Is the G fund in trouble?

The Treasury securities G fund is the most popular investment option for active and retired federal workers in the Thrift Savings Plan — except sometimes. Like now.

Many are concerned, as they have been in the past, that the government is going to borrow from the G fund until the debt ceiling issue is settled. Many fear, as they have almost every year when the issue comes up, they will somehow lose money in their otherwise super-safe investment.

The G fund has the lowest level of return (2.6 percent over the last 10 years) and 1.7 percent this year (as of September 30), but feds like it because it is “safe.” Unlike stocks and bond markets, it is guaranteed by the government. The G fund, for many investors, is the place to go in times of trouble. During the Great Recession, hundreds of thousands of investors moved from the stock-indexed C, S and I funds into the safe harbor of the G fund. Many remain there, even though the markets came roaring back. Over the last 10 years, the large-cap C fund returned 7 percent, the small-cap S fund returned 8.1 percent and the I fund returned 1.0 percent. The bond-indexed F fund had an average annual return of 4.6 percent during that period. People who bought stock funds during the Great Recession got them at bargain basement prices.

Through Sept. 30 of this year, the C fund is up 14.2 percent, the S fund is up 12.8 percent, the F fund is up 3.4 percent and the G fund is up 1.7 percent. The once-laggard international-stock I fund is up 20.3 percent. So folks who stuck with it and bought when it was down during the recession are big winners. At last.

So what about the safety of the G fund during the debt limit debate?

The Federal Retirement Thrift Investment Board (which runs the TSP) posted this notice on its website on Thursday:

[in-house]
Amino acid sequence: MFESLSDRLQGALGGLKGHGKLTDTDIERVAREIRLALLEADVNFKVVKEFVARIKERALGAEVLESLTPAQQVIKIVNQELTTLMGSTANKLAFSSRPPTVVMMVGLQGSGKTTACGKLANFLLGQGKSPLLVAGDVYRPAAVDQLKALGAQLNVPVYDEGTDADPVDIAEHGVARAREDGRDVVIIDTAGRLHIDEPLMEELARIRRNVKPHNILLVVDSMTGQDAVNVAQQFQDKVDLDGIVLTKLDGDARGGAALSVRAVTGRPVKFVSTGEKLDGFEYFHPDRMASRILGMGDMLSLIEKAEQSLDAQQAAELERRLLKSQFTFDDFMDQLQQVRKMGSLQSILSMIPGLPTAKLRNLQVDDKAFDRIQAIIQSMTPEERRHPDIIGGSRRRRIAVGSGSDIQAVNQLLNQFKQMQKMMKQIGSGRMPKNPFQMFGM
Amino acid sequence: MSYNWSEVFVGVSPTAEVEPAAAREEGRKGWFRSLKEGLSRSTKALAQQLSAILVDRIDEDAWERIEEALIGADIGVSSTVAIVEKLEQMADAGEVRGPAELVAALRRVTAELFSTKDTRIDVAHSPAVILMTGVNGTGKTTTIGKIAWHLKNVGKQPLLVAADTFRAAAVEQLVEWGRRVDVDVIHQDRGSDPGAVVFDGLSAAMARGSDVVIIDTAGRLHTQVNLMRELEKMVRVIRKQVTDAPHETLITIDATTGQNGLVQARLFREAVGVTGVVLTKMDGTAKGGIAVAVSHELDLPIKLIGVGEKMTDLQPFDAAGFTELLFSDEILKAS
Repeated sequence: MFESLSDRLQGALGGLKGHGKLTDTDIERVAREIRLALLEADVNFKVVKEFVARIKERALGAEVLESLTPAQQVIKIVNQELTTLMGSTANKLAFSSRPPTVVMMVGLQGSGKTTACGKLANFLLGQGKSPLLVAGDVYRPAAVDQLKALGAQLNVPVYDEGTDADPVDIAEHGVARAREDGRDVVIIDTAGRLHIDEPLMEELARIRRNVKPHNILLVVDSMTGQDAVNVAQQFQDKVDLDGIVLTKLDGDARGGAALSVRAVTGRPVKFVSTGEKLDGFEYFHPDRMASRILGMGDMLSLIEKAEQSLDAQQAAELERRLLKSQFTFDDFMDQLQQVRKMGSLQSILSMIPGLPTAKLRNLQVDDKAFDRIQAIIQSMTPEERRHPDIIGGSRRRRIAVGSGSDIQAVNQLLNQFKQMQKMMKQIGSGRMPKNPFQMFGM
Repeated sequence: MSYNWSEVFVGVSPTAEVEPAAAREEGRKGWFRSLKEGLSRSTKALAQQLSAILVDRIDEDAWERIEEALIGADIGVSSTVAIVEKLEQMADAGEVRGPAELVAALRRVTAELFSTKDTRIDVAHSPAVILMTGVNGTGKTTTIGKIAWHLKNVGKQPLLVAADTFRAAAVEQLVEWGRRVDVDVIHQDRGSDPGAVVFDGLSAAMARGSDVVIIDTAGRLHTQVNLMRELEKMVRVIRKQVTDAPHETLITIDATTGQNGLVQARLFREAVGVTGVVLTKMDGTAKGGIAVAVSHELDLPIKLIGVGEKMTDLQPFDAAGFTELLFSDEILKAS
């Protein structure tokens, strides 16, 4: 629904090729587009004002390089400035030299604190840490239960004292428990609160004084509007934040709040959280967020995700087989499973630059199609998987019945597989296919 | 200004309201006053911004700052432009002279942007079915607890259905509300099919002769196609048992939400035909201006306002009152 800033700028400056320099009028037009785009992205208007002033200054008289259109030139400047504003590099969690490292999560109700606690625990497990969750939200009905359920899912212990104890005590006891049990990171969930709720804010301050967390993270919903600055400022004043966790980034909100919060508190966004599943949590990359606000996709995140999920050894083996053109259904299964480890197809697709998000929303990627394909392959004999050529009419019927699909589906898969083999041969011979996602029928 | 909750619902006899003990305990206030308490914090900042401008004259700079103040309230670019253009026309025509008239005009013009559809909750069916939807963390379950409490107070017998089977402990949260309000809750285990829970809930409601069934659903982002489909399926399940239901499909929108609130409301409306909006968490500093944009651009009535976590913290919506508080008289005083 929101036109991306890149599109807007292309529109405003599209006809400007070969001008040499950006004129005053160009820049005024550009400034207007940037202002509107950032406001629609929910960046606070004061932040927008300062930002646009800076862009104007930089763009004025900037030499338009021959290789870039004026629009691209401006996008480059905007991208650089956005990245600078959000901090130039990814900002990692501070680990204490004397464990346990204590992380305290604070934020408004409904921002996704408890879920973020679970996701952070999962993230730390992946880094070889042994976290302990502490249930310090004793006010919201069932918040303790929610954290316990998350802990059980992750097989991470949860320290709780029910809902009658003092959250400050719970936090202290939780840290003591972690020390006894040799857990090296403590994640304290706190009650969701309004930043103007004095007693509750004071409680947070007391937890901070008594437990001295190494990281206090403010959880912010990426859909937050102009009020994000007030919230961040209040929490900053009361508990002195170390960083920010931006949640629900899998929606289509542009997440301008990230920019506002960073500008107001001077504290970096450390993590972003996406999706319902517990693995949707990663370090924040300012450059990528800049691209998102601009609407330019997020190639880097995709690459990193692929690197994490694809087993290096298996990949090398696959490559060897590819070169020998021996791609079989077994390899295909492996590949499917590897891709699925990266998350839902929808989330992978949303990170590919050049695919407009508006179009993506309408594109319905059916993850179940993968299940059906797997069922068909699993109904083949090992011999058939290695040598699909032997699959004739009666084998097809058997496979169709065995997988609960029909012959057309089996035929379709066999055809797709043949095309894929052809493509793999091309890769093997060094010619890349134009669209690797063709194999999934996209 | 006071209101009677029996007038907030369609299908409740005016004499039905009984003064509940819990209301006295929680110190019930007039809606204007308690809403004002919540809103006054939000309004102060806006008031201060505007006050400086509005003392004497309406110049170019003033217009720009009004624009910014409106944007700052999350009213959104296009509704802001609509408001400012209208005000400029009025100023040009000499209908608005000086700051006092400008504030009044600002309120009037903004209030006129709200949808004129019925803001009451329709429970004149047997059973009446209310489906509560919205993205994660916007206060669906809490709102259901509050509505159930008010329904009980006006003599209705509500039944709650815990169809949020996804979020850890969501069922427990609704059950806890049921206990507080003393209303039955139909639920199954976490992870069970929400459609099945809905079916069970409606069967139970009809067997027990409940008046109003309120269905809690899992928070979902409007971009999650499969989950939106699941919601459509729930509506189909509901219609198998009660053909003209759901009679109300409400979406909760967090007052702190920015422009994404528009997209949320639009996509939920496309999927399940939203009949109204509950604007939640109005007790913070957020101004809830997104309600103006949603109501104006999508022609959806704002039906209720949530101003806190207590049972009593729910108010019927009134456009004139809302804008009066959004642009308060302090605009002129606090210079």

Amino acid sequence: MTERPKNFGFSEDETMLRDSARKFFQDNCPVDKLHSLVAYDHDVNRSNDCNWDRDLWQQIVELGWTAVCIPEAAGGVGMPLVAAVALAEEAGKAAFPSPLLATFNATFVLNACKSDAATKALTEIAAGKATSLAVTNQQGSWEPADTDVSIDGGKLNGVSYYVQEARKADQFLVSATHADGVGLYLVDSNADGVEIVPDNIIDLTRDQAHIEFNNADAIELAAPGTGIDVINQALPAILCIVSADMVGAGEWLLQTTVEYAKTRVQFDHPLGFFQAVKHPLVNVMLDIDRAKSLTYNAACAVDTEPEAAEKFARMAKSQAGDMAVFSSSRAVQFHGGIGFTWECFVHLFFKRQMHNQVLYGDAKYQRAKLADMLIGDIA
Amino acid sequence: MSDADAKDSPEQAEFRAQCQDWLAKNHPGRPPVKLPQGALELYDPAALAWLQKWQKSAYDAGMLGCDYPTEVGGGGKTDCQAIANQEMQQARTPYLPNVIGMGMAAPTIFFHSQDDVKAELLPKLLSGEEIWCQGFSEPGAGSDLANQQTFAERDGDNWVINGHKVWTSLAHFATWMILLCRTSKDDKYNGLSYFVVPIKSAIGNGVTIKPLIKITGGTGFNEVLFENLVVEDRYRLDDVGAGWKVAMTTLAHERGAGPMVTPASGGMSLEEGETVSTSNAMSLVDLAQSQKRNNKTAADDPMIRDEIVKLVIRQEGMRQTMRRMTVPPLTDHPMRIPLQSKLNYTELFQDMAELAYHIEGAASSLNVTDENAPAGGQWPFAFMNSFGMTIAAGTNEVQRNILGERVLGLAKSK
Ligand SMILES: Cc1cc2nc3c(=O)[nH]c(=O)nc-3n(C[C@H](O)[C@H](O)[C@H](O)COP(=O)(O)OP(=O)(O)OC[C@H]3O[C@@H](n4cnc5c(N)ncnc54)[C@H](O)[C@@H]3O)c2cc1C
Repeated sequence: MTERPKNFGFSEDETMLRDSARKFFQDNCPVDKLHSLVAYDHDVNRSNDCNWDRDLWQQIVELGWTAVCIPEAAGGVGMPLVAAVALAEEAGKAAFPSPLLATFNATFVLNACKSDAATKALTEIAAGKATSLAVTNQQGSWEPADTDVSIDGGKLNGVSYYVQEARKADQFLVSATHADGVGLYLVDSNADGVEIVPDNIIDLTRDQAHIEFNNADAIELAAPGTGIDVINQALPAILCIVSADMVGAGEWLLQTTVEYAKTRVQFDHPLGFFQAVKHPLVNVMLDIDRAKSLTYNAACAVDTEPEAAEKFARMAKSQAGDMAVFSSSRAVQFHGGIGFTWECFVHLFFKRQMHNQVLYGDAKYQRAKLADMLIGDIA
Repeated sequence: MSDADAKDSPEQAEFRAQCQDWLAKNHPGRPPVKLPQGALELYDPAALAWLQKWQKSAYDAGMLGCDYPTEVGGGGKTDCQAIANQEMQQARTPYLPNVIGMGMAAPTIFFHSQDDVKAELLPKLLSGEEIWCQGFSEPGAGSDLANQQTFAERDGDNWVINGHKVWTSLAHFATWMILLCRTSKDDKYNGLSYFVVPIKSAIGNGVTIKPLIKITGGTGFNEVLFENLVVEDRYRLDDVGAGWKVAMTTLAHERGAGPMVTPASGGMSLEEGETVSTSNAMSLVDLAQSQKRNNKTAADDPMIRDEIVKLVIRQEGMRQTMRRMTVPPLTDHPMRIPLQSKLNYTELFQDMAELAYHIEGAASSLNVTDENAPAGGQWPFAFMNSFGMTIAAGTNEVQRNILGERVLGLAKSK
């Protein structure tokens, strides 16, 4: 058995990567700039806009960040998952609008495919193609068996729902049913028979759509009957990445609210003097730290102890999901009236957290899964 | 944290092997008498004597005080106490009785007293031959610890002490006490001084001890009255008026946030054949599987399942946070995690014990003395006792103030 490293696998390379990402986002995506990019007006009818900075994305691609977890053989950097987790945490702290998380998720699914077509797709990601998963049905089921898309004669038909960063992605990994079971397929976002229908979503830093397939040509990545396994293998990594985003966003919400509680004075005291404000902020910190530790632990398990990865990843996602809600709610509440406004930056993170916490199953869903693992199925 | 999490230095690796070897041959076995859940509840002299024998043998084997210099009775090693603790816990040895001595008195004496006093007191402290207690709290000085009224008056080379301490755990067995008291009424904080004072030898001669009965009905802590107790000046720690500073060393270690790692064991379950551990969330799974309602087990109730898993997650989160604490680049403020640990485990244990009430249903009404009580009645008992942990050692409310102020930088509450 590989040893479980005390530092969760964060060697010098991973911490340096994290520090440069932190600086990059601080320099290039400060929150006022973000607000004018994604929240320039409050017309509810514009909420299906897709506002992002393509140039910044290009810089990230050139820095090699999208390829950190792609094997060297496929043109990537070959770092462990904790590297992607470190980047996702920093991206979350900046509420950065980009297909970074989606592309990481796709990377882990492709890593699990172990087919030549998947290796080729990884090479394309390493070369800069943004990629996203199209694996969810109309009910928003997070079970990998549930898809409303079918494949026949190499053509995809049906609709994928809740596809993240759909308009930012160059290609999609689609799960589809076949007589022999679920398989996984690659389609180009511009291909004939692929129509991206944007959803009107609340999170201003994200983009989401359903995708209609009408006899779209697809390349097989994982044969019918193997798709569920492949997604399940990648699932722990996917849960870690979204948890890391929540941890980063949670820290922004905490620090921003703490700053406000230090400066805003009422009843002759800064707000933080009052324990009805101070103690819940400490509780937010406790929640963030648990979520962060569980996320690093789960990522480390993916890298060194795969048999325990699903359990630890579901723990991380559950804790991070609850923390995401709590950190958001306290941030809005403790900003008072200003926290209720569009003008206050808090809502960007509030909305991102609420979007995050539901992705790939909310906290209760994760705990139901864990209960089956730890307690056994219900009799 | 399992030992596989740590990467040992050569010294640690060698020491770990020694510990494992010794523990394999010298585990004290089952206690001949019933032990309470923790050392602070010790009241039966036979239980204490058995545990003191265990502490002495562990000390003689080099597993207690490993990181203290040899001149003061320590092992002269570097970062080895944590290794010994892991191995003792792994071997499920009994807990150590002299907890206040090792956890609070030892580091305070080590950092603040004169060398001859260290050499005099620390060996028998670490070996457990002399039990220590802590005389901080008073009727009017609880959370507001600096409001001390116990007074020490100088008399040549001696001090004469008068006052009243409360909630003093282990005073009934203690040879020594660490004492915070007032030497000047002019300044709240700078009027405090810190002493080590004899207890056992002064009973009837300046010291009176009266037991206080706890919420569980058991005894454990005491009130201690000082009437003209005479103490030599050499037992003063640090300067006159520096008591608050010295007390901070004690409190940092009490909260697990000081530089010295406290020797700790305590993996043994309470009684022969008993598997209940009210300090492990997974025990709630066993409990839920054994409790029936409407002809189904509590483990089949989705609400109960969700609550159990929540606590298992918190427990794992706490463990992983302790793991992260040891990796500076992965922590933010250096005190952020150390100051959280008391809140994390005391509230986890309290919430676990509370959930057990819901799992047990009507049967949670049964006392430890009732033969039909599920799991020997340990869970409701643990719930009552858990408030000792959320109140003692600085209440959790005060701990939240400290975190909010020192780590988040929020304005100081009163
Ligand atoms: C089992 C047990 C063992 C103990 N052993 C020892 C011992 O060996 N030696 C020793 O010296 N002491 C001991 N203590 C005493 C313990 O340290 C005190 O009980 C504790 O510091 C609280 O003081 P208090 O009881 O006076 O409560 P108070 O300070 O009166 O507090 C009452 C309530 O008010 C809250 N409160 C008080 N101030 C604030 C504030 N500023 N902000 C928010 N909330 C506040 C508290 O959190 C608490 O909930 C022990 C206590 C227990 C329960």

“G Fund and the debt limit — (December 13, 2017): As of today, December 13, 2017, the U.S. Treasury was unable to fully invest the Government Securities Investment (G) Fund due to the statutory ceiling on the federal debt. However, G Fund investors remain fully protected and G Fund earnings are fully guaranteed by the federal government. This statutory guarantee has effectively protected G Fund investors many times over the past 25 years. G Fund account balances will continue to accrue earnings and will be updated each business day, and loans and withdrawals will be unaffected.”

Whether you should put all your eggs in the G fund, or any investment basket, is up to you. There are many reasons why everyone, especially retirees, should have stocks in their TSP retirement portfolio, as well as the G fund. But panicking over the debt ceiling issue isn’t a reason to leave the fund.

Nearly Useless Factoid

By David Thornton

Table tennis, or ping-pong, originated in England during the 1880s, where it was played among the upper-class as an after-dinner parlour game. It has been suggested that the game was first developed by British military officers in India or South Africa who brought it back with them.

Source: Wikipedia

Copyright © 2024 Federal News Network. All rights reserved. This website is not intended for users located within the European Economic Area.

Related Stories

    FILE - In this Wednesday, Oct. 16, 2013, file photo, the U.S. Treasury Building stands in Washington. On Tuesday, Feb. 16, 2016, the Treasury Department reports on foreign holdings of U.S. debt for December 2015. (AP Photo/J. David Ake, File)

    Treasury eyes TSP’s G fund as stopgap way to avoid debt ceiling

    Read more

    TSP funds see modest uptick in November, with a few exceptions

    Read more